Scabiosa is a cottage garden classic, they have many small flowers like pincushions on wiry stems. The flowers typically have enlarged outer florets. Scabiosa flowers are nectar rich and attract a wide variety of insects including moths and butterflies. The flowers are also good as cut flowers.
Scabiosa is a member of the teasel family Dipsacaceae. The first scabious introduced to gardens was the small flowered Scabious atropupurea in 1591. Some species of Scabiosa, notably small scabious (S. columbaria) and Mediterranean sweet scabious (S. atropurpurea) have been developed into cultivars for gardeners.
|Common name||Sweet scabious / Pincushion flower|
|Flowering time||June to August|
|Height||0.5m - 1.0m|
|Spread||0.1m - 0.5m|
Where to Buy
If you're after a specific variety then check out the individual plant pages "Where to Buy" section.
Scabiosa can be grown from seed. It is possible to buy seed of specific named varieties although seed companies often sell mixtures of white and dark, or plummy forms under names such as 'Musical Score' and 'Beaujolais Bonnets'.
How to Grow
Caring for Scabiosa
All Scabiosa (scabious) grow best in well-drained soil (anything but acidic soil is fine) and a sunny position, they don't like hot, humid weather so do best in temperate conditions. Wet winters and poor drainage will kill off the plants so add a layer of grit around the plant in autumn to aid drainage.
Deadheading Scabiosa will encourage the plants to produce more flowers and if you keep deadheading then they'll keep producing flowers. Scabiosa caucasica flowers on the end of long stems, which initially produce a single flower, if you cut the dying flower stem back to the lowest buds then two shorter stemmed flowers will grow from the bud.
Growing New Plants
Scabiosa can be grown in three main ways:
- Seed - Many scabiosa will set seed easily if not deadheaded Collect the seed in the autumn and sow from late winter to early summer in a good seed compost. Germination usually takes 10 - 30 days at 21 - 24C. Transplant into 7.5cm pots when large enough to handle. Both scabiosa caucasica and scabiosa atropurpurea should flower in their first year if sown by March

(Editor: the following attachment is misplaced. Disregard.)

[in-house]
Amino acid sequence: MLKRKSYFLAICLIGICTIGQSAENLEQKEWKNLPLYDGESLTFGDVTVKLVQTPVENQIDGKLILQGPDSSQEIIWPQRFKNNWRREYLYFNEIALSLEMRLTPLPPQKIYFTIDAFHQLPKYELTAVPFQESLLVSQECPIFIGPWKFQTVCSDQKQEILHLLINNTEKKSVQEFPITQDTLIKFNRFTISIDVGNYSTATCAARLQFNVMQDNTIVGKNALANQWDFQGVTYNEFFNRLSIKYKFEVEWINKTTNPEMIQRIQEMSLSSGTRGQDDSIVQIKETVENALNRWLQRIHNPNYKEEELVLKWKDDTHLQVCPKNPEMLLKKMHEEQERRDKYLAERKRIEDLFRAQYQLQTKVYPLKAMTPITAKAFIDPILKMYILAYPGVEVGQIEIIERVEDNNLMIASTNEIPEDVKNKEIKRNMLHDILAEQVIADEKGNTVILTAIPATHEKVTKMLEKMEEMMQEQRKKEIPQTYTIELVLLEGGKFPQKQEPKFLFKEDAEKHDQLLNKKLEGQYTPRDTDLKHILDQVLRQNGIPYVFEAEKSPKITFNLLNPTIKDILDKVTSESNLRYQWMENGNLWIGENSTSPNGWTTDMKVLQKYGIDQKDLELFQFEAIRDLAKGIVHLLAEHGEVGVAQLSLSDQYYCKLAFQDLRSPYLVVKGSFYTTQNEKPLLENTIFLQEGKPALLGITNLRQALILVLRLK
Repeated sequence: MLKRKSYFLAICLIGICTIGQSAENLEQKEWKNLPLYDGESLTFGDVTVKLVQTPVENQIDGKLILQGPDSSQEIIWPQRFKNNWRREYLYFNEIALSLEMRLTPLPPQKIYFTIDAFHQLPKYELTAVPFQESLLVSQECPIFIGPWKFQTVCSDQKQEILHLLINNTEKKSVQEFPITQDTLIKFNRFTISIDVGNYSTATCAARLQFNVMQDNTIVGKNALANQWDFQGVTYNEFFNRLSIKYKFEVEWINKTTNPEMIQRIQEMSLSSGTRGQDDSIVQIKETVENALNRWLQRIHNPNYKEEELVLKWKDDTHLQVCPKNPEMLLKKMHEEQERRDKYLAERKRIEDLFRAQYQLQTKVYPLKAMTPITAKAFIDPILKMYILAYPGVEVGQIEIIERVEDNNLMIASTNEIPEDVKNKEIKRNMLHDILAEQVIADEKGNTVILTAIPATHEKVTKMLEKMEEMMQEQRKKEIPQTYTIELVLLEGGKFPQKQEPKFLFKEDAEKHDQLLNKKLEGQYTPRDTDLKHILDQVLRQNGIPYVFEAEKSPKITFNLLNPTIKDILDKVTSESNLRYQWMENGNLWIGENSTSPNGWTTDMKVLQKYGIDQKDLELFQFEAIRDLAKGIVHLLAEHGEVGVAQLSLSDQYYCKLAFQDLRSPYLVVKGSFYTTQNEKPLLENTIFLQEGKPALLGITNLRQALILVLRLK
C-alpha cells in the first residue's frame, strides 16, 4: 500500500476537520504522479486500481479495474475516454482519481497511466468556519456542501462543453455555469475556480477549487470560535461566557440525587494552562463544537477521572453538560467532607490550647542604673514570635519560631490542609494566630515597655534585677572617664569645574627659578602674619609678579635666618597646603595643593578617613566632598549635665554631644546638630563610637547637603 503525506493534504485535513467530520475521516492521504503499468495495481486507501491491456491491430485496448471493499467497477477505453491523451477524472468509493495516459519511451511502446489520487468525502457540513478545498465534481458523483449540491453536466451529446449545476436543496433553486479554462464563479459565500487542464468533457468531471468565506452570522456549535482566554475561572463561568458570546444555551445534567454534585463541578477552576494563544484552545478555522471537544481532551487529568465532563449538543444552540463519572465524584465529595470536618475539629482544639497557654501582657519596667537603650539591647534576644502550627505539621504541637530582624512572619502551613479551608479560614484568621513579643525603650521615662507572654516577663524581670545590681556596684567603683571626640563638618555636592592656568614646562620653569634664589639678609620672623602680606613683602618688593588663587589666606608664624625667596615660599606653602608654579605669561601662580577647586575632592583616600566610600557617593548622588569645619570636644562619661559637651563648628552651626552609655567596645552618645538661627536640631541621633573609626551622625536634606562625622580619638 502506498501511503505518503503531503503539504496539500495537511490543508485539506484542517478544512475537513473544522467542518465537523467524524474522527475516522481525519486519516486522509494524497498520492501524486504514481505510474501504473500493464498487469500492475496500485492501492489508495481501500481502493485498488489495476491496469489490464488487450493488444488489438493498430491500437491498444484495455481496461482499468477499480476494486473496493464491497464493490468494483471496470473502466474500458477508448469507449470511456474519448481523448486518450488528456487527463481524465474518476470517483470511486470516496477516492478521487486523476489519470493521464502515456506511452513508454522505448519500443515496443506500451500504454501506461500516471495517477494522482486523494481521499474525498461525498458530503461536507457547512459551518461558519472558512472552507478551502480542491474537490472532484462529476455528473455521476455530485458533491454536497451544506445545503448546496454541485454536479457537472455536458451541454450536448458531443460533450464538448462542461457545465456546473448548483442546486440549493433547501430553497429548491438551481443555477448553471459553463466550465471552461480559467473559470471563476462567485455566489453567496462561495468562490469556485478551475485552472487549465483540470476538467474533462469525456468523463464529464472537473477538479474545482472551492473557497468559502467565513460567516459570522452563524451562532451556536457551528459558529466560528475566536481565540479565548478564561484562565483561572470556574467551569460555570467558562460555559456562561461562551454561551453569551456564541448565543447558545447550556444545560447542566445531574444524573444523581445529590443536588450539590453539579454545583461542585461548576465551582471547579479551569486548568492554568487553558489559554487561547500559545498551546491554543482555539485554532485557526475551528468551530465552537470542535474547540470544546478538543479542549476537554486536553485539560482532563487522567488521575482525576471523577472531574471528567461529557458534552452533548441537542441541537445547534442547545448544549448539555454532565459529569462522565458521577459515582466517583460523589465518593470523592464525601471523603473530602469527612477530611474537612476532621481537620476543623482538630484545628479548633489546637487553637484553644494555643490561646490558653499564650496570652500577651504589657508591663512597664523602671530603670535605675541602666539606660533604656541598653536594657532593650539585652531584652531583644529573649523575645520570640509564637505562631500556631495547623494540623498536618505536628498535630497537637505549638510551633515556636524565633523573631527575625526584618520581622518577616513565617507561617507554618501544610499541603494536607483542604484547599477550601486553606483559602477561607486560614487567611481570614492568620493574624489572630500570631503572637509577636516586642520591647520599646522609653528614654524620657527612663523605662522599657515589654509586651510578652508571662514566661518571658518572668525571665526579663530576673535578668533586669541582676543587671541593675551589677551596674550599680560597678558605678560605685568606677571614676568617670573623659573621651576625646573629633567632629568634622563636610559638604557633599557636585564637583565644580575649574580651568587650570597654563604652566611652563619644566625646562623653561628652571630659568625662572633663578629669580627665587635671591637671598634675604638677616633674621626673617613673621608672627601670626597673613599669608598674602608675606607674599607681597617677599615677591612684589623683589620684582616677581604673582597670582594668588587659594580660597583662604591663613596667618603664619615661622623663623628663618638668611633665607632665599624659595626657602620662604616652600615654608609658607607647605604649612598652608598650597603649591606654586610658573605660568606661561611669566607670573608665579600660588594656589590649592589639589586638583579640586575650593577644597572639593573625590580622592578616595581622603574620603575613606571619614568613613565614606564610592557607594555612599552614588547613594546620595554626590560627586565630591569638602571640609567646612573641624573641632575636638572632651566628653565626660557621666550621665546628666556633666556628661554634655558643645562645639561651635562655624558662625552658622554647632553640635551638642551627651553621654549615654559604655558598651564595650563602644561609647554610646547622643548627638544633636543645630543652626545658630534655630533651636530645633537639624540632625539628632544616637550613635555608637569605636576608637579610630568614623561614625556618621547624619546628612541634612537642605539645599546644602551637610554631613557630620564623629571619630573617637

- Cuttings - Take cuttings of young, basal growths in summer.
- Division - Divide in early spring, scabiosa are best lifted and divided every three years.
Pests and Diseases
Scabiosa are generally pest and disease free, although some varieties can be affected by powdery mildew.
Grows Well With
Scabiosa look great alongside plants with silver leaves, try lambs' ears, artemisia and snow-in-summer (Cerastium tomentosum). Scabiosa are also good with late flowering roses.
Penstemons grow well with Scabiosa, try darker flowered penstemons such as 'Blackbird' or 'Evelyn' with Scabiosa caucasica 'Clive Greaves'. This also goes well with dark purple foliage of an upright sedum like 'Purple Emperor'.
- Scabiosa atropurpurea
- Scabiosa atropurpurea 'Ace of Spades'
- Scabiosa atropurpurea 'Black Knight'
- Scabiosa atropurpurea 'Chile Black'
- Scabiosa atropurpurea 'Chilli Pepper'
- Scabiosa atropurpurea 'Chilli Sauce'
- Scabiosa atropurpurea 'Fire King'
- Scabiosa 'Blue Diamonds'
- Scabiosa 'Butterfly Blue'
- Scabiosa caucasica 'Blausiegel'
- Scabiosa caucasica ‘Clive Greaves’
- Scabiosa caucasica ‘Miss Willmott’
- Scabiosa caucasica 'Perfecta Alba'
- Scabiosa columbaria
- Scabiosa columbaria 'Misty Butterflies'
- Scabiosa columbaria nana
- Scabiosa columbaria subsp. ochroleuca 'Moon Dance'
- Scabiosa japonica var. alpina
- Scabiosa 'Pink Mist'
- Scabiosa 'Vivid Violet'